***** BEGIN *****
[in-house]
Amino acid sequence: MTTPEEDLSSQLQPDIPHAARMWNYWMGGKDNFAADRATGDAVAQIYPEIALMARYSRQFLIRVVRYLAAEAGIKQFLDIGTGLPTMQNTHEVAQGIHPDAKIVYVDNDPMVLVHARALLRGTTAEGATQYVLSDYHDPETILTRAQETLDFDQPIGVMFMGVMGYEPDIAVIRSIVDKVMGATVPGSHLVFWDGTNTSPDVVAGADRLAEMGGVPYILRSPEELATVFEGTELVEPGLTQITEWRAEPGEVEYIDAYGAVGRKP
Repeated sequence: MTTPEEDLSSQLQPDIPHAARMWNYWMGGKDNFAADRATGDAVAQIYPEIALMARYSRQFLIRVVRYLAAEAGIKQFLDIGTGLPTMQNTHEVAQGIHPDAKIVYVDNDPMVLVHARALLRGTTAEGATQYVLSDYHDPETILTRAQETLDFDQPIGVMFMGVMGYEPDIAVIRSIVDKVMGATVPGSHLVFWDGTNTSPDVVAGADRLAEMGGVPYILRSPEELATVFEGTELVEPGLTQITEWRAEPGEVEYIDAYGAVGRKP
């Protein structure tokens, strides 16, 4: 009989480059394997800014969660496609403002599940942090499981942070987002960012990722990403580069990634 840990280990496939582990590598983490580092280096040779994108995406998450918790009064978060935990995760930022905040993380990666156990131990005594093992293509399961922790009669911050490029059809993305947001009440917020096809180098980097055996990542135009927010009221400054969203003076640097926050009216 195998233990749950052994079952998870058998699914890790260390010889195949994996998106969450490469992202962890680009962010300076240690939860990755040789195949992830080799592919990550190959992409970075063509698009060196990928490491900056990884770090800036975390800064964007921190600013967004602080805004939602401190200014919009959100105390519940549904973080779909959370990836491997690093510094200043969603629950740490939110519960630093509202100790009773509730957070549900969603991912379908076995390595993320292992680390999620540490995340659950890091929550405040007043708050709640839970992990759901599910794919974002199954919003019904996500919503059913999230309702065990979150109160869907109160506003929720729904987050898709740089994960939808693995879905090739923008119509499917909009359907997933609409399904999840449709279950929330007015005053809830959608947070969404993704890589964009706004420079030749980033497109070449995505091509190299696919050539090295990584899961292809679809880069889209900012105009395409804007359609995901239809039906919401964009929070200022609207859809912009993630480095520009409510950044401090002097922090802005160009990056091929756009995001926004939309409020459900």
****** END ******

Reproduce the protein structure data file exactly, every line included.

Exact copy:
[in-house]
Amino acid sequence: MTTPEEDLSSQLQPDIPHAARMWNYWMGGKDNFAADRATGDAVAQIYPEIALMARYSRQFLIRVVRYLAAEAGIKQFLDIGTGLPTMQNTHEVAQGIHPDAKIVYVDNDPMVLVHARALLRGTTAEGATQYVLSDYHDPETILTRAQETLDFDQPIGVMFMGVMGYEPDIAVIRSIVDKVMGATVPGSHLVFWDGTNTSPDVVAGADRLAEMGGVPYILRSPEELATVFEGTELVEPGLTQITEWRAEPGEVEYIDAYGAVGRKP
Repeated sequence: MTTPEEDLSSQLQPDIPHAARMWNYWMGGKDNFAADRATGDAVAQIYPEIALMARYSRQFLIRVVRYLAAEAGIKQFLDIGTGLPTMQNTHEVAQGIHPDAKIVYVDNDPMVLVHARALLRGTTAEGATQYVLSDYHDPETILTRAQETLDFDQPIGVMFMGVMGYEPDIAVIRSIVDKVMGATVPGSHLVFWDGTNTSPDVVAGADRLAEMGGVPYILRSPEELATVFEGTELVEPGLTQITEWRAEPGEVEYIDAYGAVGRKP
């Protein structure tokens, strides 16, 4: 009989480059394997800014969660496609403002599940942090499981942070987002960012990722990403580069990634 840990280990496939582990590598983490580092280096040779994108995406998450918790009064978060935990995760930022905040993380990666156990131990005594093992293509399961922790009669911050490029059809993305947001009440917020096809180098980097055996990542135009927010009221400054969203003076640097926050009216 195998233990749950052994079952998870058998699914890790260390010889195949994996998106969450490469992202962890680009962010300076240690939860990755040789195949992830080799592919990550190959992409970075063509698009060196990928490491900056990884770090800036975390800064964007921190600013967004602080805004939602401190200014919009959100105390519940549904973080779909959370990836491997690093510094200043969603629950740490939110519960630093509202100790009773509730957070549900969603991912379908076995390595993320292992680390999620540490995340659950890091929550405040007043708050709640839970992990759901599910794919974002199954919003019904996500919503059913999230309702065990979150109160869907109160506003929720729904987050898709740089994960939808693995879905090739923008119509499917909009359907997933609409399904999840449709279950929330007015005053809830959608947070969404993704890589964009706004420079030749980033497109070449995505091509190299696919050539090295990584899961292809679809880069889209900012105009395409804007359609995901239809039906919401964009929070200022609207859809912009993630480095520009409510950044401090002097922090802005160009990056091929756009995001926004939309409020459900």